Tuesday 12 September 2017 / 2:20 PM 2017 Press Archive / The Latest from Labour

Jeremy Corbyn speech at TUC Congress

Jeremy
Corbyn MP, Leader of the Labour Party
, speaking at the TUC
Congress in Brighton, said:

Congress,
thank you for that welcome and thank you for everything you do as a movement, for
our people and our country, to secure better pay and conditions for working
people, to give them a voice in the workplace and a say in our politics.

Trade
unions are far and away the biggest voluntary and democratic organisations in
the country. They are the roots and the lifeblood of our party. You are abused
by the powerful and your rights are attacked -including by this government –
but the trade union movement represents the best of Britain and is a vital
engine of progress in our democracy.

And
of course Trade Unionism has always had international solidarity at its heart.
And it’s great to see Huber Ballesteros who was unjustly imprisoned for his
trade union activity in Columbia and freed by international solidarity action,
with us here today.

But
despite all of your tireless efforts, modern Britain is marked by growing
insecurity at work which undermines and holds back both low waged workers and
the better paid.

In
fact insecurity now goes right to the very top of public life – just ask
Theresa May.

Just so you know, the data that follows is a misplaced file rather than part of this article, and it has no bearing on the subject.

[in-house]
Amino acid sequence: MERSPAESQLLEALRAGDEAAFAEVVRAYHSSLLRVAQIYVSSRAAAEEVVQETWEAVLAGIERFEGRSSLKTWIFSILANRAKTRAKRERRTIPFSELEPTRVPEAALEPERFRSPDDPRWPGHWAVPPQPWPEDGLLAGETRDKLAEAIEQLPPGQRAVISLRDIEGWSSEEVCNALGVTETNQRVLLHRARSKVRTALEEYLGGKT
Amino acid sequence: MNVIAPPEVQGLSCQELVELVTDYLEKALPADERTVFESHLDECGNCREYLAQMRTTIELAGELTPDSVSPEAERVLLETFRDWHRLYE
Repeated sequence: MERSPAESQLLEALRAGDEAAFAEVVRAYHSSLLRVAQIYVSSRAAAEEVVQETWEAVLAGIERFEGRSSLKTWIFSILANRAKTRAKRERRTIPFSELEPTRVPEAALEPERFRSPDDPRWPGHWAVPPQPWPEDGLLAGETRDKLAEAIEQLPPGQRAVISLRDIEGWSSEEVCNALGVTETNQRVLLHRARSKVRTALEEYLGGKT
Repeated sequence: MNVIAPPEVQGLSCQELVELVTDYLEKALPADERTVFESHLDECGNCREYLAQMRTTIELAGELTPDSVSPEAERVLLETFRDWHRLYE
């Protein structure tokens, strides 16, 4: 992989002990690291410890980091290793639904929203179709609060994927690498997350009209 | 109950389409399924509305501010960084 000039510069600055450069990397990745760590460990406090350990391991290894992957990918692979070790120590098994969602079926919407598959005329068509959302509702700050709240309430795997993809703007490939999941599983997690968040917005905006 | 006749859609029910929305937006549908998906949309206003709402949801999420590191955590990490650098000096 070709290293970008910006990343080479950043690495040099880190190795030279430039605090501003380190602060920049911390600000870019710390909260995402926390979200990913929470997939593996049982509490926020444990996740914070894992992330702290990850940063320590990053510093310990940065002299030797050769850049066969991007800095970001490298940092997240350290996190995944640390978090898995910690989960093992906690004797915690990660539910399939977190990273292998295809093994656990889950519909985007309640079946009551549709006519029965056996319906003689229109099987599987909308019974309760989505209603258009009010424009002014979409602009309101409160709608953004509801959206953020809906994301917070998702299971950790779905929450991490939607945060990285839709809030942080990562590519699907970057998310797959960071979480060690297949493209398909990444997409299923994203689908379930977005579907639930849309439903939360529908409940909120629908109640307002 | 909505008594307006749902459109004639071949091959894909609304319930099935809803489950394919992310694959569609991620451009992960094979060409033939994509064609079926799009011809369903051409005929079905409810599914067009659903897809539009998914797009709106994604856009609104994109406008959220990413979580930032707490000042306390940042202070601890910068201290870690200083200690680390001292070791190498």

But
Congress, this escalating insecurity is not only bad for individual workers and
their families as it weakens bargaining strength and holds down pay, just as it
fuels stress and powerlessness it is also bad for our economy and for our whole
society.

This
epidemic of low pay, which is closely tied up with insecurity at work ruins
people’s lives, leaving workers and their families locked in poverty. It
damages the economy as people have less to spend. It costs us all because it
means more paid in tax credits and housing benefit from the public purse and it
means less tax being paid to fund public services.

So
I want to pay tribute to those unions which are working so hard to organise
insecure workers and have taken on the exploiters – as Unite has done at
SportsDirect and the Bakers’ Union has done so impressively last week at
McDonald’s.

McDonald’s
boss is paid 1,300 times more than the lowest paid of his staff, symbolic of
the deep inequality and injustice that scars our society.

That’s
why it’s crucial for our movement to organise the lowest paid and most
vulnerable workers.

The
TUC needs to represent all workers. And the least secure have to be our
priority because they need our solidarity most. Their needs for representation
are the greatest.

Last
week I raised some of these cases at Prime Minister’s Questions and Theresa
May, Theresa May could not bring herself to utter one word of condemnation of
McDonald’s or SportsDirect. This from the Prime Minister who tried to rebrand
the Conservatives as the ‘workers’ party’. No, I didn’t buy it either.

It’s